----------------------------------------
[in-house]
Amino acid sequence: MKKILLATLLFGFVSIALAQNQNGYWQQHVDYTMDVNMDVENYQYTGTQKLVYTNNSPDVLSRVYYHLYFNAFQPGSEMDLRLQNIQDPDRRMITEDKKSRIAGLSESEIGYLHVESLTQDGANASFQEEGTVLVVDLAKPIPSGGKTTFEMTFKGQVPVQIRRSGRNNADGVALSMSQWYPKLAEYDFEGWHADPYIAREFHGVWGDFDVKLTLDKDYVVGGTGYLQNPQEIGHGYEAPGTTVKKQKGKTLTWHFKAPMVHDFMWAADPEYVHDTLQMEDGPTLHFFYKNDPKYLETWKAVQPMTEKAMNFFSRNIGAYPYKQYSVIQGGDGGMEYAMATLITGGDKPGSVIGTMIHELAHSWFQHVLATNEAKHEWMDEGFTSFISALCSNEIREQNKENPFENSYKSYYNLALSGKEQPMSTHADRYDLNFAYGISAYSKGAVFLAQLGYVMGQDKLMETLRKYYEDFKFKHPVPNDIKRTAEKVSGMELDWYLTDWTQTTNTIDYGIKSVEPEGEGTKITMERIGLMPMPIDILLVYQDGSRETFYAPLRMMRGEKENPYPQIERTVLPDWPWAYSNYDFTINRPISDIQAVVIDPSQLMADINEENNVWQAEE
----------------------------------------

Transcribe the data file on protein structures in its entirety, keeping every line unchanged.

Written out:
[in-house]
Amino acid sequence: MKKILLATLLFGFVSIALAQNQNGYWQQHVDYTMDVNMDVENYQYTGTQKLVYTNNSPDVLSRVYYHLYFNAFQPGSEMDLRLQNIQDPDRRMITEDKKSRIAGLSESEIGYLHVESLTQDGANASFQEEGTVLVVDLAKPIPSGGKTTFEMTFKGQVPVQIRRSGRNNADGVALSMSQWYPKLAEYDFEGWHADPYIAREFHGVWGDFDVKLTLDKDYVVGGTGYLQNPQEIGHGYEAPGTTVKKQKGKTLTWHFKAPMVHDFMWAADPEYVHDTLQMEDGPTLHFFYKNDPKYLETWKAVQPMTEKAMNFFSRNIGAYPYKQYSVIQGGDGGMEYAMATLITGGDKPGSVIGTMIHELAHSWFQHVLATNEAKHEWMDEGFTSFISALCSNEIREQNKENPFENSYKSYYNLALSGKEQPMSTHADRYDLNFAYGISAYSKGAVFLAQLGYVMGQDKLMETLRKYYEDFKFKHPVPNDIKRTAEKVSGMELDWYLTDWTQTTNTIDYGIKSVEPEGEGTKITMERIGLMPMPIDILLVYQDGSRETFYAPLRMMRGEKENPYPQIERTVLPDWPWAYSNYDFTINRPISDIQAVVIDPSQLMADINEENNVWQAEE